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    Michelle Reply:

    Virtual Assistant

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    picardie.girl Reply:

    Thanks!

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  • http://www.thespaces-between.com natalie

    Heart warming. It’s all about paths crossed, conencting as you said finding our way through this journey. Thanks x

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  • http://www.fitnesslifeblog.com Tony

    Hi Sarah, like these other comments, we really appreciate all your blogs. Alot of what you blog about is what we all go through, so it is a huge help to get good advice and know that we are not the only ones who struggle at times. Through your blog our family eat alot healthier which is great, and I was introduced to Gary Gorrow who has been able to help me with my meditation… Keep up the great work :)

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  • http://www.pudendalnerve.com.au Soula

    Honestly, i just don’t know how to express my gratitude for Sarah’s gorgeous post this morning. I’m a little overwhelmed for you Sarah, for me, for all the pelvic pain sufferers, for everyone suffering chronic illness that may feel a little better after reading this post and the gorgeous comments.

    Our modern day forms of ‘personal measure’ in the form of likes, subscribers, hits, shares and followers often leave us feeling disappointed as they’re not a real measure. You can’t measure touching someone’s heart with any software or internet tool. And as Michelle stated, so many people can seem so together but in reality we’re all human. We all have our fears, our weaknesses our personal battles which is what you bring to light Sarah. You’re real.

    As for Sam, I know and have spoken of WHRIA and the wonderful Dr Thierry Vancaillie (he’ll know who I am if you ask him) on my blog and to anyone who contacts me regarding PN from Sydney. In fact I contacted Thierry when my nerve block wore off last year and I had booked a trip and couldn’t fit in to the hospitals here for the procedure and he kindly offered to fit me in. How dear is he? The whole team up there are amazing at what you do and how you are progressing on the issue too. I’m in good hands here, thank you for your offer to help. Anyone can read more on the link Sarah provided as I am making progress and it’s important that people hear that. You can get better with PN.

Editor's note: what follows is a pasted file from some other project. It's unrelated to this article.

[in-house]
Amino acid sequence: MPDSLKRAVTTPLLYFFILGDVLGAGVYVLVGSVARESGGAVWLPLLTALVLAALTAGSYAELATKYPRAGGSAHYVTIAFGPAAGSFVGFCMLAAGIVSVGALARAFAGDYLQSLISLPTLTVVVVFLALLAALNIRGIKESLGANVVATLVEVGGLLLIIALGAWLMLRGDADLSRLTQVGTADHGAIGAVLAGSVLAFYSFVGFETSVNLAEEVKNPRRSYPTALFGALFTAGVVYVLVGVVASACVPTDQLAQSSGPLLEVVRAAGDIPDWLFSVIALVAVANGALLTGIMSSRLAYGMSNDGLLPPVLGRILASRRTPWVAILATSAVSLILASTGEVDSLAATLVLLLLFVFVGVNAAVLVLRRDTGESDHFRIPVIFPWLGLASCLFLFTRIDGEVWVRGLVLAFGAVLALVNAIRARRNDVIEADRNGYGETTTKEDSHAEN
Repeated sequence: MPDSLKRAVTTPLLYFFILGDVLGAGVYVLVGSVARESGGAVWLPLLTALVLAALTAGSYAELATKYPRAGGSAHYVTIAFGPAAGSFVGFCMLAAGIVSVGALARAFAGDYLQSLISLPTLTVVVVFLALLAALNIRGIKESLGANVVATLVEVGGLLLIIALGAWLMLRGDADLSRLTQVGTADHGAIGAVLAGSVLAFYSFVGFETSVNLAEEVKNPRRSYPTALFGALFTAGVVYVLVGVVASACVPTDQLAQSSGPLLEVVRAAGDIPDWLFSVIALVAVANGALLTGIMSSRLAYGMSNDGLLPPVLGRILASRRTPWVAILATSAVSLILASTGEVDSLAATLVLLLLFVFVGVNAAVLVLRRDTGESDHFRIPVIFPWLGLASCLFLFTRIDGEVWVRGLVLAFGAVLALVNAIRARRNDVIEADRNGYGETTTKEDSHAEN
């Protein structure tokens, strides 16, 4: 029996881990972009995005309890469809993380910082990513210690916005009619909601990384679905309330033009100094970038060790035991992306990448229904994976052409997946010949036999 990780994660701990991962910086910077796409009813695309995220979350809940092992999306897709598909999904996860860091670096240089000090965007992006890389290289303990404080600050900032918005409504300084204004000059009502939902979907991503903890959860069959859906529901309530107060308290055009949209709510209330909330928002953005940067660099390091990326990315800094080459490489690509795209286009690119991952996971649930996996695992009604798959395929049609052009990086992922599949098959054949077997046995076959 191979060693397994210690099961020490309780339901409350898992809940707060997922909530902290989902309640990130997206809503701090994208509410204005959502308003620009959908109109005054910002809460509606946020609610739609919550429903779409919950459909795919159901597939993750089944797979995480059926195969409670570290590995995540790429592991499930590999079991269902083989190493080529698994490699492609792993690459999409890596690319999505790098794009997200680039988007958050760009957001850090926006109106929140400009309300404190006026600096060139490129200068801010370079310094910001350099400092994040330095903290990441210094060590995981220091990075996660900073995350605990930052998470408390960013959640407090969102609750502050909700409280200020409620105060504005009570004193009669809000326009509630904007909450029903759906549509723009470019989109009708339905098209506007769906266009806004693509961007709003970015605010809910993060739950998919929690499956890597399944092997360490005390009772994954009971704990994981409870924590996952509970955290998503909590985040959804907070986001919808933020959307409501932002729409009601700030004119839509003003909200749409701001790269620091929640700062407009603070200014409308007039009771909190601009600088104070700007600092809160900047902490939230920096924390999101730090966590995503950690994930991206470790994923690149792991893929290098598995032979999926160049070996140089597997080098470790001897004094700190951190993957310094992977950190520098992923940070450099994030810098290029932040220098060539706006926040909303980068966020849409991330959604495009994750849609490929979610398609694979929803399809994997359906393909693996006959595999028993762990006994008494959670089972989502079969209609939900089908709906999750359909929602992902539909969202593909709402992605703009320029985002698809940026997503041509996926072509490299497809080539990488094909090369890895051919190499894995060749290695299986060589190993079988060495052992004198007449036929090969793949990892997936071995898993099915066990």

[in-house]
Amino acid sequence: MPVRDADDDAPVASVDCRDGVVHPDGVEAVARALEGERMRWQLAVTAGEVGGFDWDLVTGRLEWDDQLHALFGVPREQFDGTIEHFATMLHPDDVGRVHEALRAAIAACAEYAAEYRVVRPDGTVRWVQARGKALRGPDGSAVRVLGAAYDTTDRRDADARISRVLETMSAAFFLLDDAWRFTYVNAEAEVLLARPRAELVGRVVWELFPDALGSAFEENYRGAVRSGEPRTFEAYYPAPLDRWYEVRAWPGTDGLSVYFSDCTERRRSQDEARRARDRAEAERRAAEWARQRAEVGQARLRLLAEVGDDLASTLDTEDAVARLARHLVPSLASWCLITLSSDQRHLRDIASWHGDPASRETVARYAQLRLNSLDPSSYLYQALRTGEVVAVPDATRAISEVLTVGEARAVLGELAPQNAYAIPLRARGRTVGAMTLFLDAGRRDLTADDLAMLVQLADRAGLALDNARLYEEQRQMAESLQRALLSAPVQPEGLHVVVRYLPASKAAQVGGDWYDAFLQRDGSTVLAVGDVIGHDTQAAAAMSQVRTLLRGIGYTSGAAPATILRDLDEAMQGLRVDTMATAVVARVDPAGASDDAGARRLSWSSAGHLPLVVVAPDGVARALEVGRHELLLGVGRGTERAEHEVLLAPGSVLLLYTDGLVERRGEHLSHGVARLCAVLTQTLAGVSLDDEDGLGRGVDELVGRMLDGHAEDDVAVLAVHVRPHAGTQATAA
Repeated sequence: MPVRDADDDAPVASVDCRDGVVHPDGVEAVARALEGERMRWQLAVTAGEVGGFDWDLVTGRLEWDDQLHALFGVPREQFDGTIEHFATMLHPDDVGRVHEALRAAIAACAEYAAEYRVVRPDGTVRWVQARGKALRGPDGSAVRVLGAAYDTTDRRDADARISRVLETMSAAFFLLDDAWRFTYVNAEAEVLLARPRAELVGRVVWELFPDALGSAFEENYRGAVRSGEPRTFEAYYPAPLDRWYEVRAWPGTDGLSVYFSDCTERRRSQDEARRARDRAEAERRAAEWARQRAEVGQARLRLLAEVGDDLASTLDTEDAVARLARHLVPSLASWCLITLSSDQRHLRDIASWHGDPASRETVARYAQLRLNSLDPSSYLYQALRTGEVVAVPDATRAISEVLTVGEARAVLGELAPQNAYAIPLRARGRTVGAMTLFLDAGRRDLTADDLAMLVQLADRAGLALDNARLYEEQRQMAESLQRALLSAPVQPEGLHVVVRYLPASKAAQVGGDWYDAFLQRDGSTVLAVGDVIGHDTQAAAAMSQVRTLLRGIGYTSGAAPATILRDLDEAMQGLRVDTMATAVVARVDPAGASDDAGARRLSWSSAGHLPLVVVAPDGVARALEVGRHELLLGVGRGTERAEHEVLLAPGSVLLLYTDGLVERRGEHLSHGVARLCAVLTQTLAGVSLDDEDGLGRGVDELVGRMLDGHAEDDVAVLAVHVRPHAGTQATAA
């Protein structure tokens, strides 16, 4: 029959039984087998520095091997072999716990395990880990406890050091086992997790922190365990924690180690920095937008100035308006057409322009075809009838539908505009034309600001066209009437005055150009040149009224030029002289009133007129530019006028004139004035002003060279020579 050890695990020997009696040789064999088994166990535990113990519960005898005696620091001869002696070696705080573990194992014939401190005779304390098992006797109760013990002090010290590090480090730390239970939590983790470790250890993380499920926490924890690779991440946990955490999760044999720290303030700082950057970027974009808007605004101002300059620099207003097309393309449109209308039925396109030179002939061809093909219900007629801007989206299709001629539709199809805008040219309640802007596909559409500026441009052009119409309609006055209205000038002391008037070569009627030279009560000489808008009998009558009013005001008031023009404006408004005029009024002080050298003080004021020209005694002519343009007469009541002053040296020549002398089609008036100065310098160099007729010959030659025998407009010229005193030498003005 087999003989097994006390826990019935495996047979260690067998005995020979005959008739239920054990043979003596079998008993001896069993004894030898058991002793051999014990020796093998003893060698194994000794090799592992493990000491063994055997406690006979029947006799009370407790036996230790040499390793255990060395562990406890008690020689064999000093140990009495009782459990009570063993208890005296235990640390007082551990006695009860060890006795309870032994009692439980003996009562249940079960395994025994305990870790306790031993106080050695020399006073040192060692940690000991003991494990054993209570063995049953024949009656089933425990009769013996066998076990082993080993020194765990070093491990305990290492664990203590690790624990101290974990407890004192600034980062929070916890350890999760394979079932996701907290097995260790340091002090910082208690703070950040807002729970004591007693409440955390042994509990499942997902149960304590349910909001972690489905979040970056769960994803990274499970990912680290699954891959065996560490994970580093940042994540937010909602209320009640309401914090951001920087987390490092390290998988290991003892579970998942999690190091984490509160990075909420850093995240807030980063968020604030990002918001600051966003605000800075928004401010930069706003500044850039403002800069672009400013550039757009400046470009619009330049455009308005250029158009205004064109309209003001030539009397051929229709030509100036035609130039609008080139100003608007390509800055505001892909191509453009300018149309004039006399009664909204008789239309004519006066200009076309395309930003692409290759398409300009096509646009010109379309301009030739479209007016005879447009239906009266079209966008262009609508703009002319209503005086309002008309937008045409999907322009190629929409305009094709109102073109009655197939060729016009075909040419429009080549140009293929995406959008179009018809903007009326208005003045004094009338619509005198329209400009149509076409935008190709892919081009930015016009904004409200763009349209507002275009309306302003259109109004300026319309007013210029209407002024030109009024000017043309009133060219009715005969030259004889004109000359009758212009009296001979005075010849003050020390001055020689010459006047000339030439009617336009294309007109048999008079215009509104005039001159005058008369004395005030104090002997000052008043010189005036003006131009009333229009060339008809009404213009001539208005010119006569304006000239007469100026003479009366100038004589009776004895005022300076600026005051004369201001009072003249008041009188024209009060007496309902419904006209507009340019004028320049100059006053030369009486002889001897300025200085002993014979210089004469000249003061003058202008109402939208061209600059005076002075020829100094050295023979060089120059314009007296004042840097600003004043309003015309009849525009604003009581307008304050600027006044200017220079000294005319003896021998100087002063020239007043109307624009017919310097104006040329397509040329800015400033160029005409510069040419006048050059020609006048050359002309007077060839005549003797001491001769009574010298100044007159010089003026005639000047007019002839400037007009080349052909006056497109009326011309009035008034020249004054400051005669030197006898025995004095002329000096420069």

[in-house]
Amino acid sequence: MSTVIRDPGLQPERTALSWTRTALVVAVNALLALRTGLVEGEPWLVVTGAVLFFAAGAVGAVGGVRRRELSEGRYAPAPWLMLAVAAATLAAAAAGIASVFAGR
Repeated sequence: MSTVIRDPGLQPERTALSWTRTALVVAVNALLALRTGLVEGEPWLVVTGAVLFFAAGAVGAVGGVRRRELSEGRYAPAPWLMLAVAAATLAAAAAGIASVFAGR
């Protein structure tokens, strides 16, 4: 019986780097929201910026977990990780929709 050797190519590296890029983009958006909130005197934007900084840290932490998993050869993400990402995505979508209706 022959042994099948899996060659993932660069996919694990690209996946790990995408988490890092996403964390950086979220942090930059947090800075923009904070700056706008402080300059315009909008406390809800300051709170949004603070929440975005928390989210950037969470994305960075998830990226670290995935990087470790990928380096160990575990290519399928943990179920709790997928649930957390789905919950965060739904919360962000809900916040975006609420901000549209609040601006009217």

xxx

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  • http://www.annasavanna.blogspot.com Anna

    So strange and coincidental…
    I am a Pudendal Neuralgia person too. Some days I wake up and wish it was all just a bad dream. Today I was sitting here and had the thought that I might not ever heal, that I might get worse. Then I told myself that I would need to accept these things if they happened but never look back, never dwell upon the fact that my “old life” was gone and instead to try to make as happy a life for myself and others as I could in these new conditions I found myself in.
    And then, for the first time in a while, I visited your site and saw that you had been in contact with Soula, whose name I know through my own research on this condition. It was a nice coincidence and was really good for me to see such a little talked about condition mentioned on a very well known site like this.
    Your words to Soula’s relative were so wise and true. In my darker moments I will remember to tell myself that this too shall pass.

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    Kate Reply:

    I have pudendal neuraligia too, and was at the hospital for more treatment yesterday, so this really resonates, and has helped me to start to climb out of the dark depths I sink to following such appointments. I’m standing to write this, as I can’t sit, so even reading people saying “as I sit here” makes me literally weep in frustration and sadness for my former life. As utterly selfish as it is, when I am reminded that there are others, many many others, with this and other invisible conditions I feel the heaviness I carry around lifting, just a little. The same goes for this blog Sarah- being reminded that there so many people with debilitating chronic conditions makes me feel less alone AND I think Ireminds me to bee less selfish, and try to give what I can in life. I am no longer hoping that the pain will pass, forever, but when it’s at it’s worse “this will pass, breathe” is my mantra.

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    Soula Reply:

    Dear Anna and Kate,
    I feel your pain in my backside (nice hey?) but you will both know what I mean. When you feel any emotion the first place sadly is the painful one that tells you. But please don’t stop fighting this issue. We need to accept that we have changed but always stay hopeful that we will get better. I’m making progress but at times I look at the help I have and wonder if I’m not actually getting better but rather really learning to live with this horrid condition. Kate hang in there, treatments bring on the flare ups and often the relief is felt later. My last nerve block took 5 weeks to kick in but when it did I was able to walk a little barefoot for the first in 6 years. Think of this like chipping teeny pieces of a huge glacier. Everything, everyday, all the attempts, the ups the downs all go to helping. Even if they don’t feel that way, they are progress.